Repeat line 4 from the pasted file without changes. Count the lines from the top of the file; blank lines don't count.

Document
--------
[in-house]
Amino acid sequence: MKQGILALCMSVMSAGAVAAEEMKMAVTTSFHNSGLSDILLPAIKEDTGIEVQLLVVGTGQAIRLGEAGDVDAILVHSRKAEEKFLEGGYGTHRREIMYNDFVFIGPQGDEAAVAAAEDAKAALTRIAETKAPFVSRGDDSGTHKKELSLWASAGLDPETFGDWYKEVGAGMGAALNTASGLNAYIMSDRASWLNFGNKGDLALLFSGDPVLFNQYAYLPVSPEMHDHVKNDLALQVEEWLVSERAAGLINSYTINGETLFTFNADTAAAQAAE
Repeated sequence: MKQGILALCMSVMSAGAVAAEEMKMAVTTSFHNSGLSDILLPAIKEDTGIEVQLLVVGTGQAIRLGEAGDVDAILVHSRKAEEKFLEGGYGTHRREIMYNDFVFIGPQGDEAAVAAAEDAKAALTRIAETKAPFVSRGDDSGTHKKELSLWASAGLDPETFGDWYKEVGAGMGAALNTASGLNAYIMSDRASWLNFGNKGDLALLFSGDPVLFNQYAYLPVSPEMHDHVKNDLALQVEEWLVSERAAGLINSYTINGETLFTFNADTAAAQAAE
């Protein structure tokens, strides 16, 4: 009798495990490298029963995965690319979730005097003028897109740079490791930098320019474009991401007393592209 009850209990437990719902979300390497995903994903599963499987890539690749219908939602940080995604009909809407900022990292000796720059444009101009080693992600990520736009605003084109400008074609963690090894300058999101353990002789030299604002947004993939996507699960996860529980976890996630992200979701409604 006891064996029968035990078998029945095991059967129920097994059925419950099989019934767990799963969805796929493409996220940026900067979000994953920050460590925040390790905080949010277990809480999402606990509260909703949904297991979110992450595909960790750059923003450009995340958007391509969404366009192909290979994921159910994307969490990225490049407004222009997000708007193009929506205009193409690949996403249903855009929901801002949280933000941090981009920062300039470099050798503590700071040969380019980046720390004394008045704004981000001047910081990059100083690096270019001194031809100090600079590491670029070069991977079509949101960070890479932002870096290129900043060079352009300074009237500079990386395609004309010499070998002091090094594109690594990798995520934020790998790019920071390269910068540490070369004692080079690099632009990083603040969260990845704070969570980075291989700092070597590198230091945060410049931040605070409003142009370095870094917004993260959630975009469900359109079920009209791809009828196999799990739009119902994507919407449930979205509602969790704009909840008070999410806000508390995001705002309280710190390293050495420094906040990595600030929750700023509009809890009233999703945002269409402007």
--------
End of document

């Protein structure tokens, strides 16, 4: 009798495990490298029963995965690319979730005097003028897109740079490791930098320019474009991401007393592209 009850209990437990719902979300390497995903994903599963499987890539690749219908939602940080995604009909809407900022990292000796720059444009101009080693992600990520736009605003084109400008074609963690090894300058999101353990002789030299604002947004993939996507699960996860529980976890996630992200979701409604 006891064996029968035990078998029945095991059967129920097994059925419950099989019934767990799963969805796929493409996220940026900067979000994953920050460590925040390790905080949010277990809480999402606990509260909703949904297991979110992450595909960790750059923003450009995340958007391509969404366009192909290979994921159910994307969490990225490049407004222009997000708007193009929506205009193409690949996403249903855009929901801002949280933000941090981009920062300039470099050798503590700071040969380019980046720390004394008045704004981000001047910081990059100083690096270019001194031809100090600079590491670029070069991977079509949101960070890479932002870096290129900043060079352009300074009237500079990386395609004309010499070998002091090094594109690594990798995520934020790998790019920071390269910068540490070369004692080079690099632009990083603040969260990845704070969570980075291989700092070597590198230091945060410049931040605070409003142009370095870094917004993260959630975009469900359109079920009209791809009828196999799990739009119902994507919407449930979205509602969790704009909840008070999410806000508390995001705002309280710190390293050495420094906040990595600030929750700023509009809890009233999703945002269409402007």